Glad I was to be out in the open air again, driving through the pretty gardens of Kiev, and to enjoy the extensive view from the high cliffs overlooking the winding Dnieper River. A handsome suspension bridge joins the two banks. The river is navigable and during the spring floods the water has been known to rise as much as twenty feet.

The city of Kiev is situated on high undulating ground some 350 feet above the river, and up to 1837 consisted of the old town, Podol and Petchersk, to which forty-two years later were added Shulyavka, Solomenka, Kurenevka and Lukyanovka, the city being divided into eight districts. The more modern part of the town is very handsome, with wide streets and fine stone houses of good architecture, whereas the poorer abodes are mostly constructed of wood.

As in all the other cities of Russia there are in Kiev a great many churches, over seventy in all, the oldest of which is the Cathedral of St. Sophia in the centre of the town, built as early as 1037 on the spot where the Petchenegs were defeated the previous year by Yarosloff. It is renowned for its superb altar, its valuable mosaics and the tombs of Russian grand-dukes. Next in importance is the Church of the Assumption, containing the bodies of seven saints conveyed here from Constantinople. At night the cross borne by the statue of Vladimir, erected on a high point overlooking the Dnieper, is lighted up by electricity. This luminous cross can be seen for miles and miles all over the country, and the effect is most impressive and weird.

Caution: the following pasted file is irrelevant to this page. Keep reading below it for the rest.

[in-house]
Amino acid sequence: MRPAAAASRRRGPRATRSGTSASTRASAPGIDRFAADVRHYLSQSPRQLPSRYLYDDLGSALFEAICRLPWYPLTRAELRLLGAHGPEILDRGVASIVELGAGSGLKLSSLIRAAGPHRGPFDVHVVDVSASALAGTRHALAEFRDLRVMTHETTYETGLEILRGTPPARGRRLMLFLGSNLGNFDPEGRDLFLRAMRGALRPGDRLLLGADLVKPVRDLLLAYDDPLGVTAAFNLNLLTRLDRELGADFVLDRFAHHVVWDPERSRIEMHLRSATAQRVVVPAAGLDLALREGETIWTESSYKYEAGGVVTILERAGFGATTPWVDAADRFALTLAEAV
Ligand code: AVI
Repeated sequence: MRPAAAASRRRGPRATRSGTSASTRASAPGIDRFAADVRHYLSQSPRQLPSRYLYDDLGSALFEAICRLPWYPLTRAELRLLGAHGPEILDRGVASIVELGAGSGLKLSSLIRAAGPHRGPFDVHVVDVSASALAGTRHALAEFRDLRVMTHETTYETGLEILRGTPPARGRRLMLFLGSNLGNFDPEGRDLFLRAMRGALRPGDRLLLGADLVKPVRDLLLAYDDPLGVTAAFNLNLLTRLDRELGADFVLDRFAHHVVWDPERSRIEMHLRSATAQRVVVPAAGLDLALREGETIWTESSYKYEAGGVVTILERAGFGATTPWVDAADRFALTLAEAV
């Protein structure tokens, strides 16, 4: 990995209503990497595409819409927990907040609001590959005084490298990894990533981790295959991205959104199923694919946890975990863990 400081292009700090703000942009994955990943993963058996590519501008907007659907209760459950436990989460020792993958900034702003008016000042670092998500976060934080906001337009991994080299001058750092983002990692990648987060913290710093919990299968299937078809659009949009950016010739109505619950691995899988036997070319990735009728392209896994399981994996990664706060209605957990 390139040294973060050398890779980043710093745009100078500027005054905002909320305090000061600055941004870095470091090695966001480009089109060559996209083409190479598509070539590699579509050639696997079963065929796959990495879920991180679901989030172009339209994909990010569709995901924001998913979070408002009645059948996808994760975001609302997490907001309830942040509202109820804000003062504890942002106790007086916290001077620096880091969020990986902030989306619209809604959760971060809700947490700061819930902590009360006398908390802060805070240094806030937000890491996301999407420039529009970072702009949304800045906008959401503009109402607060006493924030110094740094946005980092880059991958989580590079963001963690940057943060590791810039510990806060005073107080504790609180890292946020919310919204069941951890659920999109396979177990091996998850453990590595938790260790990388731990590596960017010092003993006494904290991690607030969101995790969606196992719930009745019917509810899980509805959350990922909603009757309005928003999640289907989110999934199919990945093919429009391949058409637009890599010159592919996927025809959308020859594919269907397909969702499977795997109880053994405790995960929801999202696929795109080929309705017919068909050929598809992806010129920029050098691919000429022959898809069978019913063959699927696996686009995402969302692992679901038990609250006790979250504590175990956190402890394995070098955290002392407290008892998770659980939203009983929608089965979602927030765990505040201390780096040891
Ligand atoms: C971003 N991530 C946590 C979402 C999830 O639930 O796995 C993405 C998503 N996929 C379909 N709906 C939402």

From Kiev I had to strike across country, and the trains were naturally not quite so luxurious as the express trains on the main line, but still the carriages were of the same type, extremely comfortable and spacious, and all the trains corridor trains.